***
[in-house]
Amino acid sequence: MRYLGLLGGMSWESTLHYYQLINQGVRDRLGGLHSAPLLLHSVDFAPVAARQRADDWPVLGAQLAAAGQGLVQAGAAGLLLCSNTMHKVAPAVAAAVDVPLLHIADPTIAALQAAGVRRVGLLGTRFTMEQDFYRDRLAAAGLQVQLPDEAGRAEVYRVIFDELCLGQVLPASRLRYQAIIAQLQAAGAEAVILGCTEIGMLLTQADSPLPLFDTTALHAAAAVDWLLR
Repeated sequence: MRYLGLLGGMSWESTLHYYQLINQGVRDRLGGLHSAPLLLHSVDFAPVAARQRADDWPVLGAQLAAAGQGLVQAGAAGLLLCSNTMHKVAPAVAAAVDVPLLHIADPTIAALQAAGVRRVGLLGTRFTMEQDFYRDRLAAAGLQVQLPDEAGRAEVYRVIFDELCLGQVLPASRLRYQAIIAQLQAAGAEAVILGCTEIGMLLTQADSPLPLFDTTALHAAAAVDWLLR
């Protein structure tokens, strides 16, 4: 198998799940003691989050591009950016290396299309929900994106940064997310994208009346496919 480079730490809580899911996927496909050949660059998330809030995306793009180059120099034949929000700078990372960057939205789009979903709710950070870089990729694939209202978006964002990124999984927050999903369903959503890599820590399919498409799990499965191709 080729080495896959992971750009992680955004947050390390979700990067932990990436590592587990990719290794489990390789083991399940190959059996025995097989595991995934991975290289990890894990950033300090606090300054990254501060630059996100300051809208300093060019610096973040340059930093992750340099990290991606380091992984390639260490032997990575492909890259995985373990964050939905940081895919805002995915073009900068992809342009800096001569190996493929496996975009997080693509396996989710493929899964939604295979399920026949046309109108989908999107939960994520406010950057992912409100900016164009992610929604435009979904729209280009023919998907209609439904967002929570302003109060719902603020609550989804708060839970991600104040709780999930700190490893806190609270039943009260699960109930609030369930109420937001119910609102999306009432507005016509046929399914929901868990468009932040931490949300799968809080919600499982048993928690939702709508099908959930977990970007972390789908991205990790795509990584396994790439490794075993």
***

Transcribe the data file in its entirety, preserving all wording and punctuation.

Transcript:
[in-house]
Amino acid sequence: MRYLGLLGGMSWESTLHYYQLINQGVRDRLGGLHSAPLLLHSVDFAPVAARQRADDWPVLGAQLAAAGQGLVQAGAAGLLLCSNTMHKVAPAVAAAVDVPLLHIADPTIAALQAAGVRRVGLLGTRFTMEQDFYRDRLAAAGLQVQLPDEAGRAEVYRVIFDELCLGQVLPASRLRYQAIIAQLQAAGAEAVILGCTEIGMLLTQADSPLPLFDTTALHAAAAVDWLLR
Repeated sequence: MRYLGLLGGMSWESTLHYYQLINQGVRDRLGGLHSAPLLLHSVDFAPVAARQRADDWPVLGAQLAAAGQGLVQAGAAGLLLCSNTMHKVAPAVAAAVDVPLLHIADPTIAALQAAGVRRVGLLGTRFTMEQDFYRDRLAAAGLQVQLPDEAGRAEVYRVIFDELCLGQVLPASRLRYQAIIAQLQAAGAEAVILGCTEIGMLLTQADSPLPLFDTTALHAAAAVDWLLR
């Protein structure tokens, strides 16, 4: 198998799940003691989050591009950016290396299309929900994106940064997310994208009346496919 480079730490809580899911996927496909050949660059998330809030995306793009180059120099034949929000700078990372960057939205789009979903709710950070870089990729694939209202978006964002990124999984927050999903369903959503890599820590399919498409799990499965191709 080729080495896959992971750009992680955004947050390390979700990067932990990436590592587990990719290794489990390789083991399940190959059996025995097989595991995934991975290289990890894990950033300090606090300054990254501060630059996100300051809208300093060019610096973040340059930093992750340099990290991606380091992984390639260490032997990575492909890259995985373990964050939905940081895919805002995915073009900068992809342009800096001569190996493929496996975009997080693509396996989710493929899964939604295979399920026949046309109108989908999107939960994520406010950057992912409100900016164009992610929604435009979904729209280009023919998907209609439904967002929570302003109060719902603020609550989804708060839970991600104040709780999930700190490893806190609270039943009260699960109930609030369930109420937001119910609102999306009432507005016509046929399914929901868990468009932040931490949300799968809080919600499982048993928690939702709508099908959930977990970007972390789908991205990790795509990584396994790439490794075993």